Research Proposal

Topics: Cymbopogon, Essential oil, Blood sugar Pages: 5 (1753 words) Published: November 17, 2013
Project Proposal
Project Title: Organic Lemongrass Shampoo
Proponents: John Maurice Cruz
Ericka Pineda
Project Cost:
Significance:
Our country has an estimated a population of about 105.72 million people. With that kind of population, production will not be able to keep up with demand. Lemongrass is a wonderful anti-bacterial, it’s also deodorizing, antifungal, antiseptic and a natural astringent, making a terrific choice to combat oily hair and scalp conditions.  Some aromatherapists and herbalists use lemongrass to treat weak or thinning hair, believing that it can strengthen hair follicles.  Because lemongrass is such as powerful antiseptic, it’s super for those of you who spend time in the gym, preventing acne breakouts and skin infections, and helping soothe broken or inflamed skin.  Objectives:

1. To promote the use of organic products.
2. To convince people to switch to an eco-friendly lifestyle. 3. Reduction of the use of chemical materials for shampoo production Review of Related Literature:
Lemongrass is a plant. The leaves and the oil are used to make medicine.

Lemongrass is used for treating digestive tract spasms, stomachache, high blood pressure, convulsions, pain, vomiting, cough, achy joints (rheumatism), fever, the common cold, and exhaustion. It is also used to kill germs and as a mild astringent.

Some people apply lemongrass and its essential oil directly to the skin for headache, stomachache, abdominal pain, and muscle pain.

By inhalation, the essential oil of lemongrass is used as aromatherapy for muscle pain.

In food and beverages, lemongrass is used as a flavoring. For example, lemongrass leaves are commonly used as “lemon” flavoring in herbal teas.

In manufacturing, lemongrass is used as a fragrance in soaps and cosmetics. Lemongrass is also used in making vitamin A and natural citral.

Growing Guide Lemon Grass
Lemon grass is an easy-going tropical plant that is quite happy in full sun and average garden soil. It is a tender perennial, hardy only in Zones 9-10. Where temperatures dip below 20F in the winter, Lemon Grass should spend the summer outdoors but be brought in for the winter. You can either plant it in the ground (after the last frost in spring) and then pot it and bring it indoors before the first fall frost, or you can grow it in a pot year round. In the summer, give Lemon Grass full sun (6 hours minimum), water it as you do other plants in your garden, and feed it a 1/2-strength solution of a balanced (20-20-20) water soluble fertilizer regularly from April through September--monthly for plants in the ground, biweekly for container-grown plants. In the fall, acclimate plants gradually to indoor conditions (you're essentially reversing the hardening-off process) by allowing them to spend days outdoors and bringing them in at night. Bring them in for good before they're hit by a frost. In winter, set pots of Lemon Grass in your sunniest window, water only when the surface of the soil mix is dry to the touch, and do not fertilize. Lemon Grass tends to look the worse for wear in northern winters, no matter what you do. Don't worry--it will perk back up once it goes outdoors again in spring.Lemon Grass forms dense clumps that can grow 2-3ft tall every 1-3 years, depending on how vigorously they are growing. they become quite woody in the center, so you may need an old pruning saw (don't use a new one--you'll quickly dull its blade) to cut the clumps into pieces. Harvest by cutting out entire culms (stems) at any time of the year. Chop them, and use them fresh. Culture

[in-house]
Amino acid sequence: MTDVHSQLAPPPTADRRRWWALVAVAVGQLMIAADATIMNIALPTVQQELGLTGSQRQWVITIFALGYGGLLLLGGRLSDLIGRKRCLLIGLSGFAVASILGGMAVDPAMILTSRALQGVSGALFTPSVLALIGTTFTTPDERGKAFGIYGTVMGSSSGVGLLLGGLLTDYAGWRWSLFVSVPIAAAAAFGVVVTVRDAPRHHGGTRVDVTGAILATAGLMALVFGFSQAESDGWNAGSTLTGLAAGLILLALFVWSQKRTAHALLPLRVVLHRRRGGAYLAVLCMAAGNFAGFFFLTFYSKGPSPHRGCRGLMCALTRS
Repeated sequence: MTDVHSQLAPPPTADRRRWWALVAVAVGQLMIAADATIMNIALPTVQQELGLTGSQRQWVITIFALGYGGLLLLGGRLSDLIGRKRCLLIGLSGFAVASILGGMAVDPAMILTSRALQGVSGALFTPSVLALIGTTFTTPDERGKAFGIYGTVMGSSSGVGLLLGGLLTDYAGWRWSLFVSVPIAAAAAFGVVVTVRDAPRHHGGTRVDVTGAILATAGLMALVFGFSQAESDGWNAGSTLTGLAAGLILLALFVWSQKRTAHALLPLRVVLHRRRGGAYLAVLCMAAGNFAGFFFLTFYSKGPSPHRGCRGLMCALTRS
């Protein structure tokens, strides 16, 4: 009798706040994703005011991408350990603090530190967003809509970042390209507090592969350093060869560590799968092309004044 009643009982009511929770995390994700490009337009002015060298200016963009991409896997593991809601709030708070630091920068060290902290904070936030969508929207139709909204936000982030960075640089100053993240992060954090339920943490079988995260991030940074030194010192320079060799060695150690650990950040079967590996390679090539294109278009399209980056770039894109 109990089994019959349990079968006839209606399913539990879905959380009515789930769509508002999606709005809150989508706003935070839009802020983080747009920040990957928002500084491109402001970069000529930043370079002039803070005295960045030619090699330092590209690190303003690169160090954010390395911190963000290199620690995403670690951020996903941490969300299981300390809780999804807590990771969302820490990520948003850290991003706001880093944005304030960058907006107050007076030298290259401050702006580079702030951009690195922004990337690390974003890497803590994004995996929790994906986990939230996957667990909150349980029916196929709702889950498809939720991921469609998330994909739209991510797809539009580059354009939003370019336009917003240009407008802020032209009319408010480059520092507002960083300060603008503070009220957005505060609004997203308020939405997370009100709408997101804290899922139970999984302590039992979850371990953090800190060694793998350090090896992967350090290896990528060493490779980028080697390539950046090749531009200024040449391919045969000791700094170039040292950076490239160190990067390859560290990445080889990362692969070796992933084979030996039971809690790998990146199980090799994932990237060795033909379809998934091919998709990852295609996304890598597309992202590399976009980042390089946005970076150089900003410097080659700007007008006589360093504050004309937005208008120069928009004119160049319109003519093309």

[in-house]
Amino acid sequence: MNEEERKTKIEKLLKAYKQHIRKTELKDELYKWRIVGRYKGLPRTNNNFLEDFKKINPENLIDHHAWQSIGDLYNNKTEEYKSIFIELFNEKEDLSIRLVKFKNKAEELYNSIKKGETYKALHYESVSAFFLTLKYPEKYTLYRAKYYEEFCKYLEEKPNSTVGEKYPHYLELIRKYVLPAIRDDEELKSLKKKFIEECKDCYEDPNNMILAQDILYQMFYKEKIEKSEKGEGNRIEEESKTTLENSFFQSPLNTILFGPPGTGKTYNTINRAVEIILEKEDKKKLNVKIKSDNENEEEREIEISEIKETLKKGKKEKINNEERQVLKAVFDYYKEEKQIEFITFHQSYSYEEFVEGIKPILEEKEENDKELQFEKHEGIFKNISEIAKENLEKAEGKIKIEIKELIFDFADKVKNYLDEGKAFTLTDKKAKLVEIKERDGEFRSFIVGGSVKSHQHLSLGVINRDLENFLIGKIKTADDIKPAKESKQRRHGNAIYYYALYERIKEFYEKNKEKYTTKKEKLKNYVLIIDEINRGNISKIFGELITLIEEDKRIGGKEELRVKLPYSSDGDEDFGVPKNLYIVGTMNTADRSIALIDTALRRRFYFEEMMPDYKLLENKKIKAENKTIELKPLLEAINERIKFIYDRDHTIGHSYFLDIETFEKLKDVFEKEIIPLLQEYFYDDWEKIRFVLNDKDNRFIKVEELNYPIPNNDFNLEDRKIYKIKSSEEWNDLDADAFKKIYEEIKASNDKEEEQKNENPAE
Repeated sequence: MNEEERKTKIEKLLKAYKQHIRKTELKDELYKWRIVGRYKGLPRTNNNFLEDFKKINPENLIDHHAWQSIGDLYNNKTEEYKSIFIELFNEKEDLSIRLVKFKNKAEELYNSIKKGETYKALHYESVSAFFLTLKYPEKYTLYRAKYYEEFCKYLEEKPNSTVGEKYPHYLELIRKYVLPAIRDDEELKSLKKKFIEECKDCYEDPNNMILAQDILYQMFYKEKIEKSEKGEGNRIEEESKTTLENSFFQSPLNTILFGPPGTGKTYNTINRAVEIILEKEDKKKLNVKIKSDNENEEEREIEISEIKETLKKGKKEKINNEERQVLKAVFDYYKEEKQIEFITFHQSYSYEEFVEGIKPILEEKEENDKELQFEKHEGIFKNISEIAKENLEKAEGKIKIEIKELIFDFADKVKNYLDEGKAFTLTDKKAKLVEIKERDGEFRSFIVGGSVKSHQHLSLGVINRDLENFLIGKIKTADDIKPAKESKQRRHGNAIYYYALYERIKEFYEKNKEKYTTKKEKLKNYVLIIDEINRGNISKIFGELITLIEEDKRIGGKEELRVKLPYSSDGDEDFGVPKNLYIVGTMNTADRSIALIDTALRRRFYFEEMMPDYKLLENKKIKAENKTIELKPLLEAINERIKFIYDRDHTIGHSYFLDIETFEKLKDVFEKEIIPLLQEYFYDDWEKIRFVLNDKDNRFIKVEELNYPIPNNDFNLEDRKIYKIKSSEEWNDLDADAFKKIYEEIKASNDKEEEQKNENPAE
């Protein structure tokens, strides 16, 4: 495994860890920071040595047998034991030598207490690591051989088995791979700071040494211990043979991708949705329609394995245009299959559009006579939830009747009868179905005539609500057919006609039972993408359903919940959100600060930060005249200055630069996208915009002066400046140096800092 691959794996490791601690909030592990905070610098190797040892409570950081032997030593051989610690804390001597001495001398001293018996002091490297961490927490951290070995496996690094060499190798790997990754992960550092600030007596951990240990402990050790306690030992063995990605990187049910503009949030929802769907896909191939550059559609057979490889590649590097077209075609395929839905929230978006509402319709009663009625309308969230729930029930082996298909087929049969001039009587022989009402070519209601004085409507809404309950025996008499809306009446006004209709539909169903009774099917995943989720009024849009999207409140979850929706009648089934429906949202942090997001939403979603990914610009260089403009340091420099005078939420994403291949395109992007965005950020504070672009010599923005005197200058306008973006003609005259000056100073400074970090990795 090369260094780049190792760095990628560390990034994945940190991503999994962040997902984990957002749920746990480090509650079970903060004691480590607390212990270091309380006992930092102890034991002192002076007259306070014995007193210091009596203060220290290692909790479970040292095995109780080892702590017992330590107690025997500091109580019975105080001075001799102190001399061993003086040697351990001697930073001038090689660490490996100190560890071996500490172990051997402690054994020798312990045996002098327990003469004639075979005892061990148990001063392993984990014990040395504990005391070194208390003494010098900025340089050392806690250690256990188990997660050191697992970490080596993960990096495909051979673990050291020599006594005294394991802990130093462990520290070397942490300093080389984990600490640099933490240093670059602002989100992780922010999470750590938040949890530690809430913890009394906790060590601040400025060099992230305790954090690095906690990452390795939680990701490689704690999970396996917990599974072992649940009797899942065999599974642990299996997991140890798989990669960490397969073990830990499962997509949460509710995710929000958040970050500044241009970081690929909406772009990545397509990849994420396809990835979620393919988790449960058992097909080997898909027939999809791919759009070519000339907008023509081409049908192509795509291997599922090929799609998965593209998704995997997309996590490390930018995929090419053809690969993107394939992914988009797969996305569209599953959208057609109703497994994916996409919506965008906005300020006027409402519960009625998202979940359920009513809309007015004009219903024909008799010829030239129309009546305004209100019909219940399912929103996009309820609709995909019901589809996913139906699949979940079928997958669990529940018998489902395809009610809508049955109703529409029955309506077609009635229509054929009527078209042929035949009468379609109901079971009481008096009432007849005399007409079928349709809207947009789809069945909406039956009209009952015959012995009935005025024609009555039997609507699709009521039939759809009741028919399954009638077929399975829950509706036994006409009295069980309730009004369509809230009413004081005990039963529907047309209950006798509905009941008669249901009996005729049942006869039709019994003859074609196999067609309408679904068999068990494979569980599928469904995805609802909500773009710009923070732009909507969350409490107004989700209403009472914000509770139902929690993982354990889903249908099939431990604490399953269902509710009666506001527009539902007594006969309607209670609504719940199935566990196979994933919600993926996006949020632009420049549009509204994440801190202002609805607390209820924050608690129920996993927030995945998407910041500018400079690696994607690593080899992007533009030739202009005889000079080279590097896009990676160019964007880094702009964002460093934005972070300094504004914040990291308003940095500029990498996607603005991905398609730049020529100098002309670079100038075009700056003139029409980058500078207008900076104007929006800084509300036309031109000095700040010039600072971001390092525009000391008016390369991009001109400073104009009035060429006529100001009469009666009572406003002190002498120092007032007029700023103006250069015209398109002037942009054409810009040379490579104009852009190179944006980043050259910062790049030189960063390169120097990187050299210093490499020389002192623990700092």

Winter hardy to USDA Zones 10-11 where it is evergreen (roots may be hardy to Zone 8b). In St. Louis, it is grown as an annual in gardens or in containers. It is easily grown in average, medium, well-drained soils in full sun. Tolerates light shade, but prefers full sun. Tolerates a wide range of soils, but is best in organically rich loams with good drainage. Seed is...
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